I've been spending quite some time trying to understand why an FTL-drive would also imply time-travel, but every answer I can find seems to mainly be about semantics and perception. I will break it down to a very simple question:
I have a watch. Jean-Luc Picard leaves on the Enterprise from my position at my current time (10:05, 2021-09-13), his mission is to go to [place] and then return to my position. No matter how fast or slow his FTL-drive is, I am going to claim that there is no way he will ever achieve time-travel and thus violate causality according to my time at my current position, i.e he will never arrive to me before he left in a way where it's not just the perception of light-lag to my retina, and thus he will never be able to interact with himself in any way (meaning: no time travel). Can anyone refute this?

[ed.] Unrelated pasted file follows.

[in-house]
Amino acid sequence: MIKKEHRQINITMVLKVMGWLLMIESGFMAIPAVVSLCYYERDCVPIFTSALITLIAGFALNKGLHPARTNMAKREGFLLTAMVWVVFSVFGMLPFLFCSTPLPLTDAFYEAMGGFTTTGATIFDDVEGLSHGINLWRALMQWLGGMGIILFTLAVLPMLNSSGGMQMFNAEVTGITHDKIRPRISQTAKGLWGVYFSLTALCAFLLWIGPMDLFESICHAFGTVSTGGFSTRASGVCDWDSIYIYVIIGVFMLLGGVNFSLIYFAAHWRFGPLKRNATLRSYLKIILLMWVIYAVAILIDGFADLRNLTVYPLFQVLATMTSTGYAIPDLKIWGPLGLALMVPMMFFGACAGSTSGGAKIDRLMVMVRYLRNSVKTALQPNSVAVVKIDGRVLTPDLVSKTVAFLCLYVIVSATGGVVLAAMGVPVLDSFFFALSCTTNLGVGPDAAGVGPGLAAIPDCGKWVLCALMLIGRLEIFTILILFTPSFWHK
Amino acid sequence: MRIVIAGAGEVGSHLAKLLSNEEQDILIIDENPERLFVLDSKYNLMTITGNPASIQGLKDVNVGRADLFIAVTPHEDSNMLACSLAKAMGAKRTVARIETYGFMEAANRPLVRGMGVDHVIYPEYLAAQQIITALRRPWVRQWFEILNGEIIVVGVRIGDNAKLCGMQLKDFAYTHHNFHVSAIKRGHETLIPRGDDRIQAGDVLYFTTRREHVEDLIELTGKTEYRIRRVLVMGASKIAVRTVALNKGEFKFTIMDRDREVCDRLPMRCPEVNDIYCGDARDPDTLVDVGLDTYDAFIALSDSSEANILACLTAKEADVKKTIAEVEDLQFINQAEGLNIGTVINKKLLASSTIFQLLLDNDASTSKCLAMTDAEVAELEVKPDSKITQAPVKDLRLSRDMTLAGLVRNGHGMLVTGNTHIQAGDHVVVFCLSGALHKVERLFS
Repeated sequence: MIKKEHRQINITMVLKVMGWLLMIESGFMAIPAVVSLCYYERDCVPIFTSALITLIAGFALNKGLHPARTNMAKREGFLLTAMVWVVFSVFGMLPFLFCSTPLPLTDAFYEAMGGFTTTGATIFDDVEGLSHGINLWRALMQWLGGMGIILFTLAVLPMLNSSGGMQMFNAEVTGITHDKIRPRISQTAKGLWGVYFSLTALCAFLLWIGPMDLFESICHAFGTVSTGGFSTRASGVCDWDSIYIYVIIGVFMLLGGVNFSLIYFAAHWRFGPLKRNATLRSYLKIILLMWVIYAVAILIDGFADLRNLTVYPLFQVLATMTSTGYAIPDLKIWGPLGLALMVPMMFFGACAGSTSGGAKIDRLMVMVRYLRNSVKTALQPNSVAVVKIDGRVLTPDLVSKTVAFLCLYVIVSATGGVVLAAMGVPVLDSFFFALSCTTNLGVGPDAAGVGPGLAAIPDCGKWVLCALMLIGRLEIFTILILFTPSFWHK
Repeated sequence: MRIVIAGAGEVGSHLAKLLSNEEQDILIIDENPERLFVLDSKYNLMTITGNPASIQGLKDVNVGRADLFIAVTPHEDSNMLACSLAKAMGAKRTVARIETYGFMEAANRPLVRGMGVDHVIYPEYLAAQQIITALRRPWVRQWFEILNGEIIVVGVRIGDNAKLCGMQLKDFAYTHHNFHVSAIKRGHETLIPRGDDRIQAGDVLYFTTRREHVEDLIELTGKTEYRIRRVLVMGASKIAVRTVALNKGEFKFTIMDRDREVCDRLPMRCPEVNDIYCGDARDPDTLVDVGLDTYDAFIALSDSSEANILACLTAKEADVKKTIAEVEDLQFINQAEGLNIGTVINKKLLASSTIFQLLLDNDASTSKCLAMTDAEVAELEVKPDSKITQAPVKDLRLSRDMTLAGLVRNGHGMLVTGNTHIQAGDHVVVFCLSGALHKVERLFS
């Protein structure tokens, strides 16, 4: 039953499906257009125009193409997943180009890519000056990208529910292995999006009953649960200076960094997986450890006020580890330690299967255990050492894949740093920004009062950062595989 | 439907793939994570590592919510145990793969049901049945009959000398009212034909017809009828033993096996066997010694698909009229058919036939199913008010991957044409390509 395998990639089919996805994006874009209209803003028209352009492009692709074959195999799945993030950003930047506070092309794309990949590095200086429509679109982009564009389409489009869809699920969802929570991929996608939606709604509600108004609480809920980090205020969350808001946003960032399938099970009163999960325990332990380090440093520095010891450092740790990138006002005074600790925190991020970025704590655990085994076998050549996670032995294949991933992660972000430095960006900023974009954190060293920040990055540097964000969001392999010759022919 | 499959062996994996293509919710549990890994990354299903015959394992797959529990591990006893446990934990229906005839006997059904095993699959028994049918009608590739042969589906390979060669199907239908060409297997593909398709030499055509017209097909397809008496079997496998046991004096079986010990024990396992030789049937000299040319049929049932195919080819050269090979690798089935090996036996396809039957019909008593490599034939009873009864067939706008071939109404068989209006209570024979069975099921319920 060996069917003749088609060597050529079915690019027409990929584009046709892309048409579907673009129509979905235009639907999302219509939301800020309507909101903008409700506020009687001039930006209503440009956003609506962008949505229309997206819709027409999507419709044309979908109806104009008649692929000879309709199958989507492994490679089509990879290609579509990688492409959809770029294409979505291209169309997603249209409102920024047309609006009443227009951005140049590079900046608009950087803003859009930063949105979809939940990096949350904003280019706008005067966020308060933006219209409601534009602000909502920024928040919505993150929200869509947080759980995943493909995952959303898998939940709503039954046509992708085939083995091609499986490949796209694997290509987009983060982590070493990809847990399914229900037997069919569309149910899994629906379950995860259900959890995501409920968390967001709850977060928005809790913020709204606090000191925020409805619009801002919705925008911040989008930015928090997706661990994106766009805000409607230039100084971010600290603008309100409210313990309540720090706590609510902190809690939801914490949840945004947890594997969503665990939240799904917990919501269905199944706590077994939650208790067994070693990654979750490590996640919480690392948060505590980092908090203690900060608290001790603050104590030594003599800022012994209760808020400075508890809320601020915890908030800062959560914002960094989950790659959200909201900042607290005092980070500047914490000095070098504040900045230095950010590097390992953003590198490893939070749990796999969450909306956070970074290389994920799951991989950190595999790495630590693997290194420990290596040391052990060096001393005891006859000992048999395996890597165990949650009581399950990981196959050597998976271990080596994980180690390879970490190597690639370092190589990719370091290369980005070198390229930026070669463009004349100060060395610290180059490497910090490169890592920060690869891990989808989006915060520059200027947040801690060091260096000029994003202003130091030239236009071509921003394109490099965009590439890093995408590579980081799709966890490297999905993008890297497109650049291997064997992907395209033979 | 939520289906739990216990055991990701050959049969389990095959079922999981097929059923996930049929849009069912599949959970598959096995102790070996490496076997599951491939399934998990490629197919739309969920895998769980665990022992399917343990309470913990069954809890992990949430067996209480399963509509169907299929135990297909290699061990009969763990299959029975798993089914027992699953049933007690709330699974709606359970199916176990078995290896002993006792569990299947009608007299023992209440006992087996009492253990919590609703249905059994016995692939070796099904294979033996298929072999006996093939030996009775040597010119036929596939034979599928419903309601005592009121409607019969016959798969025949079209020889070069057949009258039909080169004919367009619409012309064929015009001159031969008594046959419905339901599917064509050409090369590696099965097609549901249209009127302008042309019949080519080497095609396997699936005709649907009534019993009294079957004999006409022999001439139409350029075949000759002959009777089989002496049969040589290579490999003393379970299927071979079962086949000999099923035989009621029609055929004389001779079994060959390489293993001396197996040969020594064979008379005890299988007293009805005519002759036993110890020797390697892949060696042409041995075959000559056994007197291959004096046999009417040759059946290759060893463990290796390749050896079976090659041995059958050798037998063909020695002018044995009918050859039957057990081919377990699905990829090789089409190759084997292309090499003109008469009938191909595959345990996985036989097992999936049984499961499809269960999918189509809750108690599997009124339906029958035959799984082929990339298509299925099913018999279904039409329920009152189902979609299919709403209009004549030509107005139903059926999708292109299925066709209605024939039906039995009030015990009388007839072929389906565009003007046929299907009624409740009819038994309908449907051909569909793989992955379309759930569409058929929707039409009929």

On John Donnes request I will clarify a few things. What spurred me to write my own (according to me) simpler question was reading through the answer given here: How does faster than light travel violate causality?.
This answer is basically "plug x numbers into equation y and then you have time travel", but it allows zero intuitive understanding, and I can still not see how it would allow Jean-Luc to arrive at my position before he left. Erudaki exemplifies my confusion in his comment to that answer, where he calculates that the ship in that question would return to earth at year 23204, not year 2796 as the answer claims.
Here's the specific part of that answer which irks me:
- In the futuristic Earth year of 3000, Tralfamadore is 98,000 light years away, and receding at 20% of $c$. I leave Earth at 1000% of $c$, relative to Earth.
- In Earth year 13000 Tralfamadore is 100,000 light years away, and I catch up to it. I turn around and leave Tralfamadore at 1000% of $c$, relative to Tralfamadore.
- In Earth year 2796, I arrive home.
I do not understand why in this example the traveller would arrive at 2796 (earth calendar), rather than 13000 + x (where x is travel time from Tralfamadore).